Azel, Rush, the father of our subject, was reared in the state of his nativity upon the home plantation, and afterward became the owner of a large tract of land and several slaves. But about the year 1834 he freed his Negroes, ten in number, for he became convinced that slavery was wrong. He sent most of them to Wayne county, Indiana, and aided them in securing homes, but two of them would never leave him--a fact which indicates that he must have been a very kind and considerate master. In 1850 he sold his property in the south and removed to Grant county, Indiana, where he purchased about five hundred acres of land, which he improved, transforming the tract into a highly cultivated farm. He made his home there until his death, which occurred when he was eighty years of age. In early life he was a Whig and on the organization of the Republican party joined its ranks. His business affairs were crowned with a high degree of success and he became a well-to-do citizen. In early life he was an ardent member of the Methodist church, but later joined the Society of Friends on account of their opposition to slavery. He married Sarah Young, a native of Randolph county, North Carolina, where she was reared and educated. Her parents were Henry and Lizzie (Ritter) Young, both of whom were natives of Maryland, but their parents were born in Germany. Mrs. Rush also held membership relations with the Society of Friends. She became the mother of three children: Thomas, a farmer of Jonesboro, Indiana; Henry Y.; and Noah, who carried on agricultural pursuits near Fairmount, Indiana.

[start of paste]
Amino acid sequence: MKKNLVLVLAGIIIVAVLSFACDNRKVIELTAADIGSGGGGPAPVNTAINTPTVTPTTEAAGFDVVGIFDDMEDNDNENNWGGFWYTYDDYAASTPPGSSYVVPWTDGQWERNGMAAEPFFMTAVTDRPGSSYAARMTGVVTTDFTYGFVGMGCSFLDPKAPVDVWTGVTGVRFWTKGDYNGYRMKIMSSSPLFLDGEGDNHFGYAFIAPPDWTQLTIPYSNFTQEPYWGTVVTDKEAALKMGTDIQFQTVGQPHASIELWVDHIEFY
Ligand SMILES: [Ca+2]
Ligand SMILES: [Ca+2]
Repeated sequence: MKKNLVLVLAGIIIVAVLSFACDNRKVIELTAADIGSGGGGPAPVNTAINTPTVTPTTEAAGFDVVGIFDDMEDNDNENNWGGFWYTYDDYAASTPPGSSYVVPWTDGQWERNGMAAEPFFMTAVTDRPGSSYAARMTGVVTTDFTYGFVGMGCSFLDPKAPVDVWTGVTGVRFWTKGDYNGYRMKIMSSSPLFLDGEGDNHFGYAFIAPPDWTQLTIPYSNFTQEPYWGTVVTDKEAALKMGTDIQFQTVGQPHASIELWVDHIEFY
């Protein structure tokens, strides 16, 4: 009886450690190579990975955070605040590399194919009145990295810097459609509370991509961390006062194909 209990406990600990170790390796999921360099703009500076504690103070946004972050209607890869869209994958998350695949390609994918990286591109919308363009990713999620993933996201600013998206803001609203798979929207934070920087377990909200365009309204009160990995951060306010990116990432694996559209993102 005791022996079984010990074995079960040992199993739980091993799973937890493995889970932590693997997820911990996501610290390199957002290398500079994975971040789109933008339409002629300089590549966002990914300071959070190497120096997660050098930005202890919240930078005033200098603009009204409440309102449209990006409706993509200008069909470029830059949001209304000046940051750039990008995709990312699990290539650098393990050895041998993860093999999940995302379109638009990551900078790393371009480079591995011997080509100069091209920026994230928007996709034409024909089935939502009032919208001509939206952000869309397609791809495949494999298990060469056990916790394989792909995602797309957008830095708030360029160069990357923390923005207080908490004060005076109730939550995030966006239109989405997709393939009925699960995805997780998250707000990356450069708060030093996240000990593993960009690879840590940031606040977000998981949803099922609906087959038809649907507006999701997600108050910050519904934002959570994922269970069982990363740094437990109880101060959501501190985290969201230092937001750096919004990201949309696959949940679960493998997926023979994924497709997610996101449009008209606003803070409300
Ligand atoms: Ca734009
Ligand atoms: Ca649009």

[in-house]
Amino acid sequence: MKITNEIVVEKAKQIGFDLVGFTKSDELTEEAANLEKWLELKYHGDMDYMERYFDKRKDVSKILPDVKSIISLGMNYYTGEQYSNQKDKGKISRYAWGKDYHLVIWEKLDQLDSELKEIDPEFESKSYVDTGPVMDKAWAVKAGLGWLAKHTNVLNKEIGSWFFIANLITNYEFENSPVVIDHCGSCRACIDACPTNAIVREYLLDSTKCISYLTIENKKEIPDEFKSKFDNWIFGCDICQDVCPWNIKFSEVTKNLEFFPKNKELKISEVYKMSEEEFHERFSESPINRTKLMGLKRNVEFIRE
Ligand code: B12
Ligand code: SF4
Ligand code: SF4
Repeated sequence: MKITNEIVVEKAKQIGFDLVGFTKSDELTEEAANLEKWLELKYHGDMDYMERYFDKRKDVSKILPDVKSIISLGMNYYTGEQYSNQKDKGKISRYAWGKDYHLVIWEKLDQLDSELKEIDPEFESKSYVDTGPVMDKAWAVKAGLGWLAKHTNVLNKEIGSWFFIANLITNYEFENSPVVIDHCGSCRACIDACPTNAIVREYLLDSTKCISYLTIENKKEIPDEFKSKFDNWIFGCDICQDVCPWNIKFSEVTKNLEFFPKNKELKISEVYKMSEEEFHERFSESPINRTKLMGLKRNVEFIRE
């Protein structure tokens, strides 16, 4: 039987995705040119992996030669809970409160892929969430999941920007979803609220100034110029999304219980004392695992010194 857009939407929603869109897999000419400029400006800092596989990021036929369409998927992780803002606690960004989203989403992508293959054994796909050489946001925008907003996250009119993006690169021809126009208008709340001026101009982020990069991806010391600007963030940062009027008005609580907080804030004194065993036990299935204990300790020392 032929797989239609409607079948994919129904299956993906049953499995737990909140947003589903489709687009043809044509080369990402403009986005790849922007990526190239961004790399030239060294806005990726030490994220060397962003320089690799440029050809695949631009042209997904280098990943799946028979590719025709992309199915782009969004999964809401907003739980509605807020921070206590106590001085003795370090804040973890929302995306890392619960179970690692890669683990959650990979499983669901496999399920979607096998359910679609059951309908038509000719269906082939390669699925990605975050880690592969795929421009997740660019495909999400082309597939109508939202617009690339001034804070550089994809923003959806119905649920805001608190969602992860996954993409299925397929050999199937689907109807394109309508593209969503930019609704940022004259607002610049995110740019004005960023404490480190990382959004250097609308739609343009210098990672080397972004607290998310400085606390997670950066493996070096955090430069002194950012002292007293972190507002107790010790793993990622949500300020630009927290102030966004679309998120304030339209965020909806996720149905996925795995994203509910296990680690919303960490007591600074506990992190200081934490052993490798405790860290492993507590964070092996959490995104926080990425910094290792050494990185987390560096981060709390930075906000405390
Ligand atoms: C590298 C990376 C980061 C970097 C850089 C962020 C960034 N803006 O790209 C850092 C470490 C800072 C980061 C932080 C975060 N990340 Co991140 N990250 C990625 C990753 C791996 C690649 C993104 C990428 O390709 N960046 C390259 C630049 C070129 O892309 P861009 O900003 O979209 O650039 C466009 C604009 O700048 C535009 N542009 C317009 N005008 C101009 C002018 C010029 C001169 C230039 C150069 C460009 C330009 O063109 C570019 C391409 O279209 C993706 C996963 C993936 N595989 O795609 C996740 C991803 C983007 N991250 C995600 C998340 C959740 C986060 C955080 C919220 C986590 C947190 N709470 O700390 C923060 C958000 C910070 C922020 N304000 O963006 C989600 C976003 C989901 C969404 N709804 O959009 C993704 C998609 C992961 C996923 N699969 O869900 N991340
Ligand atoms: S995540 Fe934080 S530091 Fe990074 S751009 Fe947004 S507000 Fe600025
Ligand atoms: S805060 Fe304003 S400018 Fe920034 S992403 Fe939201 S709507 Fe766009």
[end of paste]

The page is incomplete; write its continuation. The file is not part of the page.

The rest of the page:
In his eleventh year the subject of this review began a two- years apprenticeship in a printing office at Ashboro, North Carolina, the county seat of his native county. When his term of service had ended he entered the Brooks Male Academy and continued as a student for two years. In 1850 he emigrated with his parents to Grant county, Indiana, and after some months passed on a farm in that locality he spent a year in the Friends high school at Back Creek, where he continued his education under the direction of Professor William Neil. Later he was a student in the Doan Academy at Marion, Indiana, and on leaving that school he engaged in teaching in select and day schools :for a year. Subsequently he matriculated in Antioch College at Yellow Springs, Ohio, which institution was then under the presidency of Horace Mann. After two years, however, he was compelled to leave there on account of failing health, caused by hard study and manual labor performed outside of school hours in order to meet his expenses. For nearly a year thereafter he devoted his attention to teaching, in the meantime preaching at different places as opportunity offered. He had become imbued with a desire to enter the ministry and devote his life to the uplifting of his fellow men, and in 1854 he entered the Meadville, Pennsylvania, Theological Seminary, in which institution he was graduated in the year 1887.